As adults, we have learned that you need credit to finance purchases. We also know the better your credit score, the better the terms on that financing. The difference between an excellent score versus just a good score can mean thousands of dollars saved over the life of a loan.
Traditionally, adolescents start building their credit with their first credit card or auto loan, often co-signed by parents. After building a strong enough credit history, they will qualify to purchase a home with a mortgage. This credit building process often takes years before you are considered a strong lending candidate.
Most of our clients set their children up for future success by saving towards their college educations. What if you could also build their credit history so that by the time they were ready to make their first major purchase, they would get great lending rates, and better yet, you wouldn’t have to co-sign for them?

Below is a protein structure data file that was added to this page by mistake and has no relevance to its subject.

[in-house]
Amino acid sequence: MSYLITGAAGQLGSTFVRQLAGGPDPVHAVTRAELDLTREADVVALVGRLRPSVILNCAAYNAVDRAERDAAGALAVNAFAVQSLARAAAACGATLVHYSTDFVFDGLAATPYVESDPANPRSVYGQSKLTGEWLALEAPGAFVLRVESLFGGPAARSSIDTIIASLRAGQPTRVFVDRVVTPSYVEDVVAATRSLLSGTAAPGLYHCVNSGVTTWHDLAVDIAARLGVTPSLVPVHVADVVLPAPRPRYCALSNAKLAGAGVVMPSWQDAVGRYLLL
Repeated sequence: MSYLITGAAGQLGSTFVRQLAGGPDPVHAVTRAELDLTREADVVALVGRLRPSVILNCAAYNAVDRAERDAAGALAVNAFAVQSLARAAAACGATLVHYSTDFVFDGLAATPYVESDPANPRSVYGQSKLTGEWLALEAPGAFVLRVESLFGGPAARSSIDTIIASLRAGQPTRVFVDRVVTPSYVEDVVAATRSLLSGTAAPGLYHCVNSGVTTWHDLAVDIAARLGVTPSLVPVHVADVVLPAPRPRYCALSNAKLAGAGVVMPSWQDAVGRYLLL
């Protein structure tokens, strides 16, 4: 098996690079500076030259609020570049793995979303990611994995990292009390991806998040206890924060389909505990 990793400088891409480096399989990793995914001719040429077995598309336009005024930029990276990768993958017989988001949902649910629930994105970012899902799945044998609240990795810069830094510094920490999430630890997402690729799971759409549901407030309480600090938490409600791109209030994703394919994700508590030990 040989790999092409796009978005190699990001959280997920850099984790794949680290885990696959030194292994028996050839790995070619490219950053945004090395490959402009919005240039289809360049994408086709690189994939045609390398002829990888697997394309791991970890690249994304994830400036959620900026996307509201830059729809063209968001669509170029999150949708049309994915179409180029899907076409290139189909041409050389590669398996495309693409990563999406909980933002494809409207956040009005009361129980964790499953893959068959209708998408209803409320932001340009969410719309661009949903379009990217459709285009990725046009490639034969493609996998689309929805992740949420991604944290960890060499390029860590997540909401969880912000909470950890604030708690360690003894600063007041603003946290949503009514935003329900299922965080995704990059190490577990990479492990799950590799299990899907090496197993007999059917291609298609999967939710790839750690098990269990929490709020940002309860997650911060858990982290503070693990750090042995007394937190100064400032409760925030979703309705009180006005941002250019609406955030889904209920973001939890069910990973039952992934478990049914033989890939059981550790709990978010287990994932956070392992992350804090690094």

Building your child’s credit can be as easy as adding them as an authorized user on your credit card. When the card comes in the mail with your child’s name on it, store it in a safe place. From then on, when you make transactions on your card and pay it off monthly, that’s not only strengthening your credit, but it’s also counting on theirs.
There is no overarching legal age requirement for adding someone as an authorized user. However, card issuers do have different rules, policies, and processes for adding minors to card accounts. In the chart below, we outline different bank policies for adding authorized users. Most banks make it easy to add an authorized user online while logged into your account or by calling the number on the back of your card.
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